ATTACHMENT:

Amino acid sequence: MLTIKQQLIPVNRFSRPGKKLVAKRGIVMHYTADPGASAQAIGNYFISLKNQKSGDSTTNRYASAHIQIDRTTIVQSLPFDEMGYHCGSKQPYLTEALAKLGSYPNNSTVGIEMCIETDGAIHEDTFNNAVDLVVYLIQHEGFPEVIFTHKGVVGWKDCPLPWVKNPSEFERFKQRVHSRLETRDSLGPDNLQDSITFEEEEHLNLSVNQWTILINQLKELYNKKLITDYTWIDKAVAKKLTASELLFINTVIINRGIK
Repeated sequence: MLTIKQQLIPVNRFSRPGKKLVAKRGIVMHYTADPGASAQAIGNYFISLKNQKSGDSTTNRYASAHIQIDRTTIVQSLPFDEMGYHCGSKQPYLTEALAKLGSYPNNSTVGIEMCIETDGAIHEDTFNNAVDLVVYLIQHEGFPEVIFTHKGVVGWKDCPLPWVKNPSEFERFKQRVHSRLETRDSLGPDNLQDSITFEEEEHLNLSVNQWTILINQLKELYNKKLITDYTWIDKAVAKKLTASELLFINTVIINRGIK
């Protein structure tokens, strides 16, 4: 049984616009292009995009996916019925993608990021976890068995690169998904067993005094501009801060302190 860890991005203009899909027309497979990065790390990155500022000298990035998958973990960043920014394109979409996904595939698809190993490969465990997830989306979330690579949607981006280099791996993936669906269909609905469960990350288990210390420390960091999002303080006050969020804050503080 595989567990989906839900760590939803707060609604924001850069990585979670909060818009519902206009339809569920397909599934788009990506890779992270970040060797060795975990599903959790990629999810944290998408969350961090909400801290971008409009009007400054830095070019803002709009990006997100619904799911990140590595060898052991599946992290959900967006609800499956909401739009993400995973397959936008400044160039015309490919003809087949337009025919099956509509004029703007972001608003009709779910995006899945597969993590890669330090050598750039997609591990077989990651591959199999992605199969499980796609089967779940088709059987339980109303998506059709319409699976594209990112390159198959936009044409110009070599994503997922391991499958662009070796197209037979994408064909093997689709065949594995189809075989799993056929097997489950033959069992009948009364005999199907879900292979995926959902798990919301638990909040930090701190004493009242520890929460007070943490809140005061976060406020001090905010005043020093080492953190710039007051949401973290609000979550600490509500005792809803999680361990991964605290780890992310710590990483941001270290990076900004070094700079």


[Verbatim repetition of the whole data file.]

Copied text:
Amino acid sequence: MLTIKQQLIPVNRFSRPGKKLVAKRGIVMHYTADPGASAQAIGNYFISLKNQKSGDSTTNRYASAHIQIDRTTIVQSLPFDEMGYHCGSKQPYLTEALAKLGSYPNNSTVGIEMCIETDGAIHEDTFNNAVDLVVYLIQHEGFPEVIFTHKGVVGWKDCPLPWVKNPSEFERFKQRVHSRLETRDSLGPDNLQDSITFEEEEHLNLSVNQWTILINQLKELYNKKLITDYTWIDKAVAKKLTASELLFINTVIINRGIK
Repeated sequence: MLTIKQQLIPVNRFSRPGKKLVAKRGIVMHYTADPGASAQAIGNYFISLKNQKSGDSTTNRYASAHIQIDRTTIVQSLPFDEMGYHCGSKQPYLTEALAKLGSYPNNSTVGIEMCIETDGAIHEDTFNNAVDLVVYLIQHEGFPEVIFTHKGVVGWKDCPLPWVKNPSEFERFKQRVHSRLETRDSLGPDNLQDSITFEEEEHLNLSVNQWTILINQLKELYNKKLITDYTWIDKAVAKKLTASELLFINTVIINRGIK
């Protein structure tokens, strides 16, 4: 049984616009292009995009996916019925993608990021976890068995690169998904067993005094501009801060302190 860890991005203009899909027309497979990065790390990155500022000298990035998958973990960043920014394109979409996904595939698809190993490969465990997830989306979330690579949607981006280099791996993936669906269909609905469960990350288990210390420390960091999002303080006050969020804050503080 595989567990989906839900760590939803707060609604924001850069990585979670909060818009519902206009339809569920397909599934788009990506890779992270970040060797060795975990599903959790990629999810944290998408969350961090909400801290971008409009009007400054830095070019803002709009990006997100619904799911990140590595060898052991599946992290959900967006609800499956909401739009993400995973397959936008400044160039015309490919003809087949337009025919099956509509004029703007972001608003009709779910995006899945597969993590890669330090050598750039997609591990077989990651591959199999992605199969499980796609089967779940088709059987339980109303998506059709319409699976594209990112390159198959936009044409110009070599994503997922391991499958662009070796197209037979994408064909093997689709065949594995189809075989799993056929097997489950033959069992009948009364005999199907879900292979995926959902798990919301638990909040930090701190004493009242520890929460007070943490809140005061976060406020001090905010005043020093080492953190710039007051949401973290609000979550600490509500005792809803999680361990991964605290780890992310710590990483941001270290990076900004070094700079």